When you’re trying to pick out a bird or animal, set the spotting scope to a small magnification. This makes the field of view – and hence the image that you see – much bigger. Once you have homed in on your target, you can zoom in and check out all the small details. Adjust the focus for maximum sharpness.
It is useful to identify landmarks in the terrain when trying to pick out an animal. Look for distinctive features through the spotting scope, then shift your gaze toward your target. Some spotting scopes have sighting aids to help you find your target more easily.
If the spotting scope moves, it is harder to find your target. That’s why a tripod is ideal, but even a soft backpack or car roof can provide extra stability.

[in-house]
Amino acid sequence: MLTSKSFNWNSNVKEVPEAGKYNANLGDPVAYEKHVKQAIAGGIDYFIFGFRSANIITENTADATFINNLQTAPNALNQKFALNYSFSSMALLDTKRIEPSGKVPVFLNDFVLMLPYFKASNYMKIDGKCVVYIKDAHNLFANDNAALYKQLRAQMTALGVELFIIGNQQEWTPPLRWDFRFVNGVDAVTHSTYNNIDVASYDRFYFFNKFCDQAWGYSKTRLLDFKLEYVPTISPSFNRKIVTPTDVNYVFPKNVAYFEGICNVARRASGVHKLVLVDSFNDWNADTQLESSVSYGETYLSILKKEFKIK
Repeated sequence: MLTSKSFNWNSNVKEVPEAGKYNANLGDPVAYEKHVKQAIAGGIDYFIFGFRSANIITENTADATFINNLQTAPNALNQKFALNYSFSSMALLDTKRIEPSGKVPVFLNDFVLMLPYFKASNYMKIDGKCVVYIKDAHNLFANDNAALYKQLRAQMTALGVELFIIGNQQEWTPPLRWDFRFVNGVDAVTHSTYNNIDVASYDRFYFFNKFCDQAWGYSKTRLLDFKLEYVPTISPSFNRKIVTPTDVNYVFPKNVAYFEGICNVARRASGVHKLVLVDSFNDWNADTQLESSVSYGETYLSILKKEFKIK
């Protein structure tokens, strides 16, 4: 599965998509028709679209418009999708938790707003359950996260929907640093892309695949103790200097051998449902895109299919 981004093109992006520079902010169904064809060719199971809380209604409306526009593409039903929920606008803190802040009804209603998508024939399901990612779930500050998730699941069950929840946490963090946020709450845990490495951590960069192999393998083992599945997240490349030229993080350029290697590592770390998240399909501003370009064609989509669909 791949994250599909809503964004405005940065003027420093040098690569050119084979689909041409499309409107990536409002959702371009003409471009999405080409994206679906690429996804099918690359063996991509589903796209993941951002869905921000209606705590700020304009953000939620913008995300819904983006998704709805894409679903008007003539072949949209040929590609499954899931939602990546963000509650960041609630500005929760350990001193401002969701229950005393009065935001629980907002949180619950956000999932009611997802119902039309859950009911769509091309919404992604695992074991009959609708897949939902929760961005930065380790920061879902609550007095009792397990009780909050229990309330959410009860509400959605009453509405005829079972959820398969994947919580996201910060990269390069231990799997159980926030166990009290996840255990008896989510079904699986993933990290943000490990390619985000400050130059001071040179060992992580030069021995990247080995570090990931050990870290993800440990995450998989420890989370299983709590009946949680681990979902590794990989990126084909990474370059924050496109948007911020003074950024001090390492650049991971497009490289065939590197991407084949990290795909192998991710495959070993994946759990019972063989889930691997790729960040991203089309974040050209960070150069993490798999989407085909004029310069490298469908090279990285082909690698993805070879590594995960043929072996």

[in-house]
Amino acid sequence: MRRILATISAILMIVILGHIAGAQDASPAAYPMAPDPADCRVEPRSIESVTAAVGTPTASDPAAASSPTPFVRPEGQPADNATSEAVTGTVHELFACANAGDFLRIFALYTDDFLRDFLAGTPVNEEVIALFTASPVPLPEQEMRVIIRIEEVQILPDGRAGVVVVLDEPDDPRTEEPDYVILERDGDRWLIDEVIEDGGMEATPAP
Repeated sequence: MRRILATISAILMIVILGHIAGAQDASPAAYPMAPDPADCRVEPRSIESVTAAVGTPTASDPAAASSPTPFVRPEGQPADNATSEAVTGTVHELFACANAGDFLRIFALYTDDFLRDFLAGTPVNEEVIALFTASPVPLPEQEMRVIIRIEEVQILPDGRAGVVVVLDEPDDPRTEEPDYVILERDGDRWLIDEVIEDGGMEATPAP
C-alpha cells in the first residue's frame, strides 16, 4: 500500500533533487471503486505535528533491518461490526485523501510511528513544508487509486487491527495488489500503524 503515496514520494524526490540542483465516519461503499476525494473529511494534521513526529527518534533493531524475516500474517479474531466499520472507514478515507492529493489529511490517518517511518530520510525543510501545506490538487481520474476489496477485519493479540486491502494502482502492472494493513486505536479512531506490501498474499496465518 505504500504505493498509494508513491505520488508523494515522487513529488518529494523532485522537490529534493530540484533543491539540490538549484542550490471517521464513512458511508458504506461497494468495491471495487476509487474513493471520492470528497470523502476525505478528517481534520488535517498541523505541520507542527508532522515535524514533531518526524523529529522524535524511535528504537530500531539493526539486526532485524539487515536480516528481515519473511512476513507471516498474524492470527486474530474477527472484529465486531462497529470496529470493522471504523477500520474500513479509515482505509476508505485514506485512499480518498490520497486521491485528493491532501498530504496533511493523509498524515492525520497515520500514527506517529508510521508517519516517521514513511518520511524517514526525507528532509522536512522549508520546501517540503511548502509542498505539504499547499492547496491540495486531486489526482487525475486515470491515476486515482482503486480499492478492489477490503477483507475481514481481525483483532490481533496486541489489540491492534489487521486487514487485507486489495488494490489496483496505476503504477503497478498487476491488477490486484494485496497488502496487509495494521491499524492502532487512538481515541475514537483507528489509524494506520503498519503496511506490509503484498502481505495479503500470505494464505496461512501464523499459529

At first, it might seem easier to find your target by looking straight on, but in fact it is more relaxing to observe from an angle. It is easier on your neck if you look slightly downward.
The most natural way to observe is using both eyes. In recent years, the latest spotting scopes have offered the option of a binocular attachment that allows you to use two eyes. Try it out for yourself and see the difference.
6. KEEP AT IT!
Like anything, using a spotting scope is a skill that can be learned. So
don’t be put off if you find it difficult at first.
Getting closer to nature is such an amazing and rewarding experience. Find out more about our flexible spotting scope sets, discover greatness in the smallest details with our new 115-mm objective module.